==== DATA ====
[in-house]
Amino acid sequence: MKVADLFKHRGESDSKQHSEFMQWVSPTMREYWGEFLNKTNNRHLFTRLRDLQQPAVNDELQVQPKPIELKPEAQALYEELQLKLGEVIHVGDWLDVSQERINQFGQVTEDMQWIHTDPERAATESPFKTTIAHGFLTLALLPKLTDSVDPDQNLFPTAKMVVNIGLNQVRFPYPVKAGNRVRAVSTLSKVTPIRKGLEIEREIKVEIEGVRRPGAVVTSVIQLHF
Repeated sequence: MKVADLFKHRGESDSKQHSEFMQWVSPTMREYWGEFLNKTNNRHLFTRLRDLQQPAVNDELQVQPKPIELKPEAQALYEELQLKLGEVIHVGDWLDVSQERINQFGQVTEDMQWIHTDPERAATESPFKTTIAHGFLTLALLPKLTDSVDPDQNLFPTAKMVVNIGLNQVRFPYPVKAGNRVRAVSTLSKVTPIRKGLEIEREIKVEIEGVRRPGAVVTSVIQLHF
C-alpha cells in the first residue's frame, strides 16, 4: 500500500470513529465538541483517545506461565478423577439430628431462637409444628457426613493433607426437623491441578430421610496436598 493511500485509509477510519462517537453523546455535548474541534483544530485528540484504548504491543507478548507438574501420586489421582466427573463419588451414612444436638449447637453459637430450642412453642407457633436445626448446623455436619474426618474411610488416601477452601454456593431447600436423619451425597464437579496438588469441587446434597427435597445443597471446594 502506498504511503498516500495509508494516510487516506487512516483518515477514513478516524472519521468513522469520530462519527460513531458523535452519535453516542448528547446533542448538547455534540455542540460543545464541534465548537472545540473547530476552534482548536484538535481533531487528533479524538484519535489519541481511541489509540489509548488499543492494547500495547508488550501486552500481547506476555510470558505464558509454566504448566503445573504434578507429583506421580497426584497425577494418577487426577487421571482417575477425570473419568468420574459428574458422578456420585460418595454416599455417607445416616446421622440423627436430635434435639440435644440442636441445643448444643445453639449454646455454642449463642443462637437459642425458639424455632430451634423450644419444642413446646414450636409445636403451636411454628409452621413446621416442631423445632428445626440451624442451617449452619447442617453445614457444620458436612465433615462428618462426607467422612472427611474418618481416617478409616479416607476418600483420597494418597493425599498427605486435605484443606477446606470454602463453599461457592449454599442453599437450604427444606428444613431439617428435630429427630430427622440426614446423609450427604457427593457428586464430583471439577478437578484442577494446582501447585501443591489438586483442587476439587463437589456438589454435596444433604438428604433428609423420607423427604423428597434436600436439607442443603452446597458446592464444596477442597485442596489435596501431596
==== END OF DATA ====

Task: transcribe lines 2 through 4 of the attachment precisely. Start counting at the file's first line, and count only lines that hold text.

Amino acid sequence: MKVADLFKHRGESDSKQHSEFMQWVSPTMREYWGEFLNKTNNRHLFTRLRDLQQPAVNDELQVQPKPIELKPEAQALYEELQLKLGEVIHVGDWLDVSQERINQFGQVTEDMQWIHTDPERAATESPFKTTIAHGFLTLALLPKLTDSVDPDQNLFPTAKMVVNIGLNQVRFPYPVKAGNRVRAVSTLSKVTPIRKGLEIEREIKVEIEGVRRPGAVVTSVIQLHF
Repeated sequence: MKVADLFKHRGESDSKQHSEFMQWVSPTMREYWGEFLNKTNNRHLFTRLRDLQQPAVNDELQVQPKPIELKPEAQALYEELQLKLGEVIHVGDWLDVSQERINQFGQVTEDMQWIHTDPERAATESPFKTTIAHGFLTLALLPKLTDSVDPDQNLFPTAKMVVNIGLNQVRFPYPVKAGNRVRAVSTLSKVTPIRKGLEIEREIKVEIEGVRRPGAVVTSVIQLHF
C-alpha cells in the first residue's frame, strides 16, 4: 500500500470513529465538541483517545506461565478423577439430628431462637409444628457426613493433607426437623491441578430421610496436598 493511500485509509477510519462517537453523546455535548474541534483544530485528540484504548504491543507478548507438574501420586489421582466427573463419588451414612444436638449447637453459637430450642412453642407457633436445626448446623455436619474426618474411610488416601477452601454456593431447600436423619451425597464437579496438588469441587446434597427435597445443597471446594 502506498504511503498516500495509508494516510487516506487512516483518515477514513478516524472519521468513522469520530462519527460513531458523535452519535453516542448528547446533542448538547455534540455542540460543545464541534465548537472545540473547530476552534482548536484538535481533531487528533479524538484519535489519541481511541489509540489509548488499543492494547500495547508488550501486552500481547506476555510470558505464558509454566504448566503445573504434578507429583506421580497426584497425577494418577487426577487421571482417575477425570473419568468420574459428574458422578456420585460418595454416599455417607445416616446421622440423627436430635434435639440435644440442636441445643448444643445453639449454646455454642449463642443462637437459642425458639424455632430451634423450644419444642413446646414450636409445636403451636411454628409452621413446621416442631423445632428445626440451624442451617449452619447442617453445614457444620458436612465433615462428618462426607467422612472427611474418618481416617478409616479416607476418600483420597494418597493425599498427605486435605484443606477446606470454602463453599461457592449454599442453599437450604427444606428444613431439617428435630429427630430427622440426614446423609450427604457427593457428586464430583471439577478437578484442577494446582501447585501443591489438586483442587476439587463437589456438589454435596444433604438428604433428609423420607423427604423428597434436600436439607442443603452446597458446592464444596477442597485442596489435596501431596